learning Scalaz 

How many programming languages have been called Lisp in sheep’s clothing? Java brought in GC to familiar C++ like grammar. Although there have been other languages with GC, in 1996 it felt like a big deal because it promised to become a viable alternative to C++. Eventually, people got used to not having to manage memory by hand. JavaScript and Ruby both have been called Lisp in sheep’s clothing for their first-class functions and block syntax. The homoiconic nature of S-expression still makes Lisp-like languages interesting as it fits well to macros.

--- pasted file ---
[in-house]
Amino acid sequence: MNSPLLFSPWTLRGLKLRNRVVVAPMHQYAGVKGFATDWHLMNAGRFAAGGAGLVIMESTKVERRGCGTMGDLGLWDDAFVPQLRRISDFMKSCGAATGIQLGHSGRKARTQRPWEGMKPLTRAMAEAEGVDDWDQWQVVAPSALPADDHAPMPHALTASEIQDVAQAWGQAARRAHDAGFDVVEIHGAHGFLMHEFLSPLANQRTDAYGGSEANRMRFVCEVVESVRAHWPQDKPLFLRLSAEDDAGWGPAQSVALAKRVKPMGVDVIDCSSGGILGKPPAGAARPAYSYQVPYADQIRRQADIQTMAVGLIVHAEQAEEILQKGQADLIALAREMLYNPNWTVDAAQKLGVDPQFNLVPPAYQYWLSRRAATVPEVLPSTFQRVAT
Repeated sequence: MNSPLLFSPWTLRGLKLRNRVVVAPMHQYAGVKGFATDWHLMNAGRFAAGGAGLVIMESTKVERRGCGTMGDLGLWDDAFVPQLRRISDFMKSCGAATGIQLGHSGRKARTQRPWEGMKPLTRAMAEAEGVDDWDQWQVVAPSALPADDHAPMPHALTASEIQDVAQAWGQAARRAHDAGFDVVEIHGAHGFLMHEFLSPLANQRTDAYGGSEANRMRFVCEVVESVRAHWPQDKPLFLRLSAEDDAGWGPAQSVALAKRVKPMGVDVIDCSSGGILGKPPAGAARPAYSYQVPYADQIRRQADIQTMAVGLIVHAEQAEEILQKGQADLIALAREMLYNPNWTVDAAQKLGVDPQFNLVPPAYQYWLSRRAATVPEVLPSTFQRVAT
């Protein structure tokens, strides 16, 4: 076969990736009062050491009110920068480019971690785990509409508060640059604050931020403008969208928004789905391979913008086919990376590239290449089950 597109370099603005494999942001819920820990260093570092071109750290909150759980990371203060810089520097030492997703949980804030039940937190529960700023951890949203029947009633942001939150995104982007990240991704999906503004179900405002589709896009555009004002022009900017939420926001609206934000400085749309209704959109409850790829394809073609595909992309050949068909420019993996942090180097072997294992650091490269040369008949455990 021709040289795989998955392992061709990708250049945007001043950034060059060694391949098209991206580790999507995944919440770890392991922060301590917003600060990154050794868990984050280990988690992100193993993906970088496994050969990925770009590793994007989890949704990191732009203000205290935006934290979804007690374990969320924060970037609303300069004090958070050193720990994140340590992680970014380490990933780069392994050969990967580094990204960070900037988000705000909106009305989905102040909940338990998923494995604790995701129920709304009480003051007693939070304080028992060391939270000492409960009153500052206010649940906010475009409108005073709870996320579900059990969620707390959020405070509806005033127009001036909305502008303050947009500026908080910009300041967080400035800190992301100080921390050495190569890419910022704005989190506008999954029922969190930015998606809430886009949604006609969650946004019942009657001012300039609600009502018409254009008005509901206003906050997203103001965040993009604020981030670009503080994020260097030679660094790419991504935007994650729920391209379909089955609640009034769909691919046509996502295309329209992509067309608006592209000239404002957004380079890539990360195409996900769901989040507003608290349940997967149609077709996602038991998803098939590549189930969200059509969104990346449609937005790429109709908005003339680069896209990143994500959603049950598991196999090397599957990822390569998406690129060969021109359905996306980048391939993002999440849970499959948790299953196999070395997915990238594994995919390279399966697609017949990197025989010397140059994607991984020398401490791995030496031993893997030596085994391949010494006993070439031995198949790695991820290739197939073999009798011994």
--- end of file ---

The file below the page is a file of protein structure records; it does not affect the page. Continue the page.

Recently languages are borrowing concepts from newer breed of functional languages. Type inference and pattern matching I am guessing goes back to ML. Eventually people will come to expect these features too. Given that Lisp came out in 1958 and ML in 1973, it seems to take decades for good ideas to catch on. For those cold decades, these languages were probably considered heretical or worse “not serious.”

I’m not saying Scalaz is going to be the next big thing. I don’t even know about it yet. But one thing for sure is that guys using it are serious about solving their problems. Or just as pedantic as the rest of the Scala community using pattern matching. Given that Haskell came out in 1990, the witch hunt may last a while, but I am going to keep an open mind.